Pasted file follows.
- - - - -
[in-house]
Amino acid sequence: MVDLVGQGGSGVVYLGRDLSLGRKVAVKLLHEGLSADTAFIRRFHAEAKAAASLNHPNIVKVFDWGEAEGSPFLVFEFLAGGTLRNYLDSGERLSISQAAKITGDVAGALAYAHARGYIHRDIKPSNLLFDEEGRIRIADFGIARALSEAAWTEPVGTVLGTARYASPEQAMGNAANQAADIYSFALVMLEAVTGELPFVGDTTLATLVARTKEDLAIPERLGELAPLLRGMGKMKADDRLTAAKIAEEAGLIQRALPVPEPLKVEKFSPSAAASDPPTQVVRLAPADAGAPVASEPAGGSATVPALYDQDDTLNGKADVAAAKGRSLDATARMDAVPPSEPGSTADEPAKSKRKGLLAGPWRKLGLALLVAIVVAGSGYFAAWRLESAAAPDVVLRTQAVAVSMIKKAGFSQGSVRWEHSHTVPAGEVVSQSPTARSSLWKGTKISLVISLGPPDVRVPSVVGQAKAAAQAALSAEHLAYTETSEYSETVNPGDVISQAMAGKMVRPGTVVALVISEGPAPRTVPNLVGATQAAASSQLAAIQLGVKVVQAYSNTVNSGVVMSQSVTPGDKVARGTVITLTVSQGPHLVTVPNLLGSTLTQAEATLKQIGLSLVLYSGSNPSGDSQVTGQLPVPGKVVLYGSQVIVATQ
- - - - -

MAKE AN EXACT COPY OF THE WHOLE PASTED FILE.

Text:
[in-house]
Amino acid sequence: MVDLVGQGGSGVVYLGRDLSLGRKVAVKLLHEGLSADTAFIRRFHAEAKAAASLNHPNIVKVFDWGEAEGSPFLVFEFLAGGTLRNYLDSGERLSISQAAKITGDVAGALAYAHARGYIHRDIKPSNLLFDEEGRIRIADFGIARALSEAAWTEPVGTVLGTARYASPEQAMGNAANQAADIYSFALVMLEAVTGELPFVGDTTLATLVARTKEDLAIPERLGELAPLLRGMGKMKADDRLTAAKIAEEAGLIQRALPVPEPLKVEKFSPSAAASDPPTQVVRLAPADAGAPVASEPAGGSATVPALYDQDDTLNGKADVAAAKGRSLDATARMDAVPPSEPGSTADEPAKSKRKGLLAGPWRKLGLALLVAIVVAGSGYFAAWRLESAAAPDVVLRTQAVAVSMIKKAGFSQGSVRWEHSHTVPAGEVVSQSPTARSSLWKGTKISLVISLGPPDVRVPSVVGQAKAAAQAALSAEHLAYTETSEYSETVNPGDVISQAMAGKMVRPGTVVALVISEGPAPRTVPNLVGATQAAASSQLAAIQLGVKVVQAYSNTVNSGVVMSQSVTPGDKVARGTVITLTVSQGPHLVTVPNLLGSTLTQAEATLKQIGLSLVLYSGSNPSGDSQVTGQLPVPGKVVLYGSQVIVATQ